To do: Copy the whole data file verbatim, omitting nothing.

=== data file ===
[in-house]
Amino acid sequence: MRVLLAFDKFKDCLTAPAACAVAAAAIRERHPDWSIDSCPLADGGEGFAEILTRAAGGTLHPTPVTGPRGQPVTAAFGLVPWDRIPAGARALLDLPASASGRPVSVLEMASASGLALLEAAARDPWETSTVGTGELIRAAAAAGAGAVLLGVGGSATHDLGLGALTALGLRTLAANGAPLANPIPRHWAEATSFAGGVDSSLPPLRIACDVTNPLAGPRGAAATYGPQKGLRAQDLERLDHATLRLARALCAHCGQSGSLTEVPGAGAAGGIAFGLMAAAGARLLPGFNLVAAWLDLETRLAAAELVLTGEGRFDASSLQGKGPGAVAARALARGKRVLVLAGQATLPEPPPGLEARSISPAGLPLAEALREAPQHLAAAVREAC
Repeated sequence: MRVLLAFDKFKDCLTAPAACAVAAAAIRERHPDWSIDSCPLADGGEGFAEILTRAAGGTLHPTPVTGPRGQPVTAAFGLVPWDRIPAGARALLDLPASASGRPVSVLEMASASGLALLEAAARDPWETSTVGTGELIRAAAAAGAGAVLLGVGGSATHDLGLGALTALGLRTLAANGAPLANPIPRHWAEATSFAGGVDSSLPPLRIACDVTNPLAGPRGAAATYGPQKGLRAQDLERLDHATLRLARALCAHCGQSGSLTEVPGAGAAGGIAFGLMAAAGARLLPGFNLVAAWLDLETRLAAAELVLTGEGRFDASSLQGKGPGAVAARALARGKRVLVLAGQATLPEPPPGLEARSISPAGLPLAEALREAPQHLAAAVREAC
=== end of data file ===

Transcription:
[in-house]
Amino acid sequence: MRVLLAFDKFKDCLTAPAACAVAAAAIRERHPDWSIDSCPLADGGEGFAEILTRAAGGTLHPTPVTGPRGQPVTAAFGLVPWDRIPAGARALLDLPASASGRPVSVLEMASASGLALLEAAARDPWETSTVGTGELIRAAAAAGAGAVLLGVGGSATHDLGLGALTALGLRTLAANGAPLANPIPRHWAEATSFAGGVDSSLPPLRIACDVTNPLAGPRGAAATYGPQKGLRAQDLERLDHATLRLARALCAHCGQSGSLTEVPGAGAAGGIAFGLMAAAGARLLPGFNLVAAWLDLETRLAAAELVLTGEGRFDASSLQGKGPGAVAARALARGKRVLVLAGQATLPEPPPGLEARSISPAGLPLAEALREAPQHLAAAVREAC
Repeated sequence: MRVLLAFDKFKDCLTAPAACAVAAAAIRERHPDWSIDSCPLADGGEGFAEILTRAAGGTLHPTPVTGPRGQPVTAAFGLVPWDRIPAGARALLDLPASASGRPVSVLEMASASGLALLEAAARDPWETSTVGTGELIRAAAAAGAGAVLLGVGGSATHDLGLGALTALGLRTLAANGAPLANPIPRHWAEATSFAGGVDSSLPPLRIACDVTNPLAGPRGAAATYGPQKGLRAQDLERLDHATLRLARALCAHCGQSGSLTEVPGAGAAGGIAFGLMAAAGARLLPGFNLVAAWLDLETRLAAAELVLTGEGRFDASSLQGKGPGAVAARALARGKRVLVLAGQATLPEPPPGLEARSISPAGLPLAEALREAPQHLAAAVREAC